- Allan Hunter
- 4 March 2019
Modest but heartbreaking social realist drama from Irish director Paddy Breathnach
More than half a century after the groundbreaking Cathy Come Home, Rosie offers a sombre reminder of just how little has changed. This modest social realist drama builds into a cry from the heart about the nightmare of homelessness.
Director Paddy Breathnach and screenwriter Roddy Doyle have crafted a sincere, sensitive tale of a family struggling to stay afloat in a system that seems designed to drag them down. A flurry of headlines establishes that Ireland has one of the highest rates of family homelessness in Europe. Soaring rents and low housing stock lie at the root of a growing crisis. Rosie (Sarah Greene), her partner John Paul (Moe Dunford) and their four children are the latest human casualties of that crisis. After seven year of renting the same house in Dublin, their landlord decides to sell. The quest to find an affordable alternative is the backbone of a plaintive tale that unfolds over 36 hours.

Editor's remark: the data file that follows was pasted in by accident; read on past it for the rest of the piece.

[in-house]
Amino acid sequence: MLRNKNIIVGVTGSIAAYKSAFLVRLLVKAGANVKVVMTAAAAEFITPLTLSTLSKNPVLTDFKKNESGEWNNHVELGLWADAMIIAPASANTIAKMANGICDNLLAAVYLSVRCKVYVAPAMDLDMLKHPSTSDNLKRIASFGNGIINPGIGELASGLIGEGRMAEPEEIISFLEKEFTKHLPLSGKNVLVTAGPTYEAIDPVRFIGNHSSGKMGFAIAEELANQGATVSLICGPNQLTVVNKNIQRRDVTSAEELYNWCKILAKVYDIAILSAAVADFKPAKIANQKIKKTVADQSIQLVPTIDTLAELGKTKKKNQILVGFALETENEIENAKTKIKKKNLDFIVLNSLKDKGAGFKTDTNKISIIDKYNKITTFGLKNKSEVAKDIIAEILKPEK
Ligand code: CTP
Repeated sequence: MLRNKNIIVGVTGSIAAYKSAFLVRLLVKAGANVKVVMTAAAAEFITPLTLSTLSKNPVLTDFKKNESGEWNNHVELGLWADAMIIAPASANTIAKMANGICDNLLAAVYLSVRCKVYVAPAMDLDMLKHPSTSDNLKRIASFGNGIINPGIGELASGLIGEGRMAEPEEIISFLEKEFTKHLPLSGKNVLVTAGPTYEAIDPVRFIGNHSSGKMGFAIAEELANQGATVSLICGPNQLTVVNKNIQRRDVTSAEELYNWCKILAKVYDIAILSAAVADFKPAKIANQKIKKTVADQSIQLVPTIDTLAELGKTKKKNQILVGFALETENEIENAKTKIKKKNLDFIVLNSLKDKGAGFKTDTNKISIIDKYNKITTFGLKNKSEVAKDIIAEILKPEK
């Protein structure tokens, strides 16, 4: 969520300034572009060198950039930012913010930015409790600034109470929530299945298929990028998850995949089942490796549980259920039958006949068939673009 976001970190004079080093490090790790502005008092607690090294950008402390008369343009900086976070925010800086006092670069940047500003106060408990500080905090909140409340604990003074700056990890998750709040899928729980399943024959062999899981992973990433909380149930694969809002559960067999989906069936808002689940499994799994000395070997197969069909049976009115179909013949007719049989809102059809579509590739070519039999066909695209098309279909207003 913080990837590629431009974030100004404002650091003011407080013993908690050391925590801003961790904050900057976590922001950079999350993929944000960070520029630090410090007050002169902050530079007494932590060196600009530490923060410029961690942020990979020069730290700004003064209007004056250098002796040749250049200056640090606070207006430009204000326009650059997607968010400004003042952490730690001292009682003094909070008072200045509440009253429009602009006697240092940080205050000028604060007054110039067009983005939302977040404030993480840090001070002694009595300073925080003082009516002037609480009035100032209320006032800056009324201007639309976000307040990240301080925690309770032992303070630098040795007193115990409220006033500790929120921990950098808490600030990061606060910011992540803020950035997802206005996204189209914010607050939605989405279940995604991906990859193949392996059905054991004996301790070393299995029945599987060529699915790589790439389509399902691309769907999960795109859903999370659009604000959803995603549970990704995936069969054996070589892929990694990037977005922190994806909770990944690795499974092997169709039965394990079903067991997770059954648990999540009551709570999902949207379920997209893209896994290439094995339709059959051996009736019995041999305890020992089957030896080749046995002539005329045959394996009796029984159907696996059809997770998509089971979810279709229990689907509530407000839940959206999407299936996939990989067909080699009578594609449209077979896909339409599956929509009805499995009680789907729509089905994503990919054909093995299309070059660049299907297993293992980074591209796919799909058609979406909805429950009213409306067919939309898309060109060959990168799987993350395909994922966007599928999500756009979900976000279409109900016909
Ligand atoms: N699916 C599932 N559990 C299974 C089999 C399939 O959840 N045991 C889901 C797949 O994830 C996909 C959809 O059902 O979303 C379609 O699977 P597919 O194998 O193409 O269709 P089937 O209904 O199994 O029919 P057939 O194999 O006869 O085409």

Rosie is marked by a quiet restraint and a determination to avoid melodrama. Doyle's screenplay emphasises the ordinariness of these lives. John Paul has a job. The older children attend school. This is a situation that could happen to anyone. Rosie spends her day working through a council list of temporary accommodation seeking somewhere they might call home for a few days, or even one night. Her endless phone calls start with a hope that quickly drains away.
Handheld camerawork and searching close-ups are used to create an intimate connection with the emotional plight of a family in a film that still finds moments of humour and humanity as the odds turn against them. Very much in the tradition of Ken Loach classics and the cinema of the Dardenne brothers, Rosie is slight and overly familiar but that doesn't make it any less of a heartbreaker.
Selected release from Fri 8 Mar.